Distance Learning Data

Retention and Success Rates

Retention and success rates are critical to distance learning classes. When assessing retention and success rates it is important to look at the data a variety of ways. In line with Research and Planning, Ed Tech focuses on retention and success as it relates to age, ethnicity, sex and overall persistence.

Data for summer 2001 to spring 2012 can be found to the right under Quick Links. Major findings, including retention rates are listed below.

Fall 2012 distance learning data can be found at the California Community College State Chancellor's Office Management Information Systems Data Mart.

Major Findings

Major Findings for Online Courses from the Report on Distance Learning

As of Spring 2013, online courses have grown to 120 courses with almost 160 course sections taught by over 100 instructors, representing 31 departments in over 40 disciplines as well as all six schools and Library and Learning Resources.  In Fall 2000, when online courses began at City College, there were 8 online courses.

Distance Learning FTES growth from fall 2000 to spring 2013 is located in the FTES Growth Chart under Quick Links to the right. In looking at the chart, it is clear that FTES generated from online classes continues to rise while FTES generated for Telecourses continues to decrease. In spring 2013, City College produced the highest FTES generated for distance learning at FTES 734.  It is important to note that while the College has been experiencing a gradual decline in credit FTES, distance learning has experienced a continued growth.

For the academic year 2011-12, distance learning accounts for 4.8% of the total credit apportionment generating approximately $6.02 million dollars in apportionment.

On average 9% of all credit classes are offered via online delivery. The California State average is 9% as reported by the California State Chancellor’s Office in the April 2011 Distance Education Report.  

For the academic year 2011-12, White non-Hispanic students represented approximately 25% of the on-campus students, but 35% of the online-only students.  The percentage of online-only students in the Hispanic/Latino category has increased slightly. The percentage of online-only students in the African American, Asian, and Other categories is either about the same as for face-to-face students, or slightly lower.  In looking at the California State Chancellor’s Office April 2011 Distance Education Report, CCSF has significantly more students in the Asian category enrolled in online course sections.

The highest percentage of online-only students are in the 25-29 age group, followed closely by the 20-24 age group. This percentage distribution is consistent over the last six semesters. The April 2011 Distance Education Report by the California State Chancellor’s Office reports that the highest statewide percentage is in the 20-24 age group.

The percentage of men and women taking only online course sections and online/face-to-face sections mirrors the percentage of men and women taking face-to-face sections.  This pattern has not changed significantly over the last few semesters. The percentage of men and women enrolled online sections is more evenly dispersed at CCSF at about 50% where the State percentage is 61% female and 38% male for the academic year 2009-10.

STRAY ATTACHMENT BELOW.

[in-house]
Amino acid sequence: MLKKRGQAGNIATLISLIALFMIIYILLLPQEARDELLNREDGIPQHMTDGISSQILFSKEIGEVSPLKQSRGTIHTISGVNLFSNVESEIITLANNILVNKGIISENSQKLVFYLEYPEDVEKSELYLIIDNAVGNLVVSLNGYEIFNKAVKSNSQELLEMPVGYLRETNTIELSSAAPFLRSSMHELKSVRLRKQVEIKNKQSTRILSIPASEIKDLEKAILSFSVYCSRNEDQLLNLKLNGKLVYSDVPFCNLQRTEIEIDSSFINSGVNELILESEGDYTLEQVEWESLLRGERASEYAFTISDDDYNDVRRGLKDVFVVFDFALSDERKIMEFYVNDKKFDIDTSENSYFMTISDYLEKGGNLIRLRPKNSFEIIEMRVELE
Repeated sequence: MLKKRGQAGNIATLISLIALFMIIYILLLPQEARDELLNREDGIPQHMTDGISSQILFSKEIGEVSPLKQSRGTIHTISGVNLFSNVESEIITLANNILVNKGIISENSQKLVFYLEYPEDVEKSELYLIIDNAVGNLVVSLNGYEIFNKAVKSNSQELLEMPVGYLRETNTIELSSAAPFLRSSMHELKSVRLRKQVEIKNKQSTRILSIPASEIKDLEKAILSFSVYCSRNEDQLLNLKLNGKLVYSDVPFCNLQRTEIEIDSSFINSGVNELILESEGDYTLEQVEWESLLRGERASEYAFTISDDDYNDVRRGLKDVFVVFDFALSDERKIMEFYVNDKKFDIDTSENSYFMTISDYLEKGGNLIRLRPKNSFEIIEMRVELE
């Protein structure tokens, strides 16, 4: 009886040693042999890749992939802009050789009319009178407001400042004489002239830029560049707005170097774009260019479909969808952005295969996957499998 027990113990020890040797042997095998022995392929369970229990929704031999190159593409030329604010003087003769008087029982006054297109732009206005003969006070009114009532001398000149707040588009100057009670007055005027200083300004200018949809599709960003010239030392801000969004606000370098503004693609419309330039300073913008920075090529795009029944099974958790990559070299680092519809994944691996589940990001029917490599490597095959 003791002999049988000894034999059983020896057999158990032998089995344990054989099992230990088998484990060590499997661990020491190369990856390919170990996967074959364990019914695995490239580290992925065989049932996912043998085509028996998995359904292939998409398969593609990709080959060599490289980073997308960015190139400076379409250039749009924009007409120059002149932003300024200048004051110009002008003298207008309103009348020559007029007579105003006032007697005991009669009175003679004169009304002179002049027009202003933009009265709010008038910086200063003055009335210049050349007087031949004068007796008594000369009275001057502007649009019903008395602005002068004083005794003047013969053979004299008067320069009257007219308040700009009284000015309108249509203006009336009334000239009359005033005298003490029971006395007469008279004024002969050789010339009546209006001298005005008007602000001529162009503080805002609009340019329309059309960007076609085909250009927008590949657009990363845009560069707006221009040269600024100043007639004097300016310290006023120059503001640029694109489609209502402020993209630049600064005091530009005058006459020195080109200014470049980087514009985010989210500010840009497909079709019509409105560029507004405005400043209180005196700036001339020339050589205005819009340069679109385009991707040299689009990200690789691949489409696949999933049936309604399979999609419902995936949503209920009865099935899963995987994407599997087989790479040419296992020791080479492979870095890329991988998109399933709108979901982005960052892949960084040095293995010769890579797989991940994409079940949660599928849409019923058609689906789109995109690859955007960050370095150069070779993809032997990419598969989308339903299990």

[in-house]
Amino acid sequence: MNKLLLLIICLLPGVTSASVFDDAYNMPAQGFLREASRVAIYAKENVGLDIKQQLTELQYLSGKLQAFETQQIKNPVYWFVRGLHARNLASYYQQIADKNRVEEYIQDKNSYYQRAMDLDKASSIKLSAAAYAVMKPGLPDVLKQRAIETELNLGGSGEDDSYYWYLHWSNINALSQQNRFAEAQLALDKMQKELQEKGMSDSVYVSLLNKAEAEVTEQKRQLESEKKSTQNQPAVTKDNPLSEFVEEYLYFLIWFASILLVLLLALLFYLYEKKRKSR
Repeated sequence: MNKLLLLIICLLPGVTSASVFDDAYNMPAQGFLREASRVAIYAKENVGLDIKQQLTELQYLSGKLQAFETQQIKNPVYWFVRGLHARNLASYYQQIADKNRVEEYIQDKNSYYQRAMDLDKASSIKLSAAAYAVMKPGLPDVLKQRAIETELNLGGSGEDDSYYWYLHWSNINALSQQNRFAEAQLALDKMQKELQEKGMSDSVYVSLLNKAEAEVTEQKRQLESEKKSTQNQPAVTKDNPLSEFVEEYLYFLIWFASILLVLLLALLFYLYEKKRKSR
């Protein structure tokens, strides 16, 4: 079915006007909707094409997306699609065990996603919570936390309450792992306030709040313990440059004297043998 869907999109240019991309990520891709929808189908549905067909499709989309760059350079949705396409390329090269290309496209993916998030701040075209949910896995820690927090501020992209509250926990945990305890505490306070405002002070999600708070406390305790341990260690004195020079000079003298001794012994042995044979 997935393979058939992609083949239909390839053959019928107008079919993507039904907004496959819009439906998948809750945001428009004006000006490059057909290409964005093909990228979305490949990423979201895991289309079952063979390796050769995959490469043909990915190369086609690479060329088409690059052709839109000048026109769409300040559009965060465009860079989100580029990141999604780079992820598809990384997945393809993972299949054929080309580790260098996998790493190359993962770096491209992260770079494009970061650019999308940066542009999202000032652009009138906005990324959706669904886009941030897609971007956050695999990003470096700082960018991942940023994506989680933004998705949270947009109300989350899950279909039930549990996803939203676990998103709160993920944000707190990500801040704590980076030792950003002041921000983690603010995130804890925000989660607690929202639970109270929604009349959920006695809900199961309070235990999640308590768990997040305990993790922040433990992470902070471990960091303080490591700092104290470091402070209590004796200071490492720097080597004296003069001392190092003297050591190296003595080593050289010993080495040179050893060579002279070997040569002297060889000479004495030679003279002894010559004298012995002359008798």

High School graduates represent the largest percentage of students enrolled in online sections. The second highest are in the BA or Higher category.

For the educational objectives category, the percentages for online-only students mirror those for face-to-face students. In the last several semesters there has been an increase in the percentage of students in the online and face-to-face category indicating obtaining a 4-year degree as their educational objective. 

The retention rate for students enrolled in online classes and those enrolled in face-to-face classes varied by about 6-8% over the last six semesters. The retention rate for students enrolled in summer sessions is higher for both of these categories varying by about 5%. The overall retention rate for students enrolled in online classes over the past two academic years is 77.5% for online and 85% for face-to-face. These averages mirror State-wide and national averages for online retention.

Students enrolled in both a face-to-face section and at least one online section have a higher persistence percentage (varying between 6 to 12%) than those students enrolled in only a face-to-face section.

In spring 2012 the percentage of units passed for online and face-to-face students was only 1% lower than students in the face-to-face category. This is a significant finding with a preliminary conclusion that students are becoming more experience taking online courses or they are coming to CCSF with more knowledge about how to navigate an online course.

The GPA for students enrolled in both an online course section and a face-to-face section is lower than for those students enrolled in an online-only section or a face-to-face only section.  Students enrolled in both an online course section and a face-to-face section attempt more units than students enrolled in an online-only section or a face-to-face section. A preliminary conclusion could be that students in this category have a lower GPA because they are attempting more units.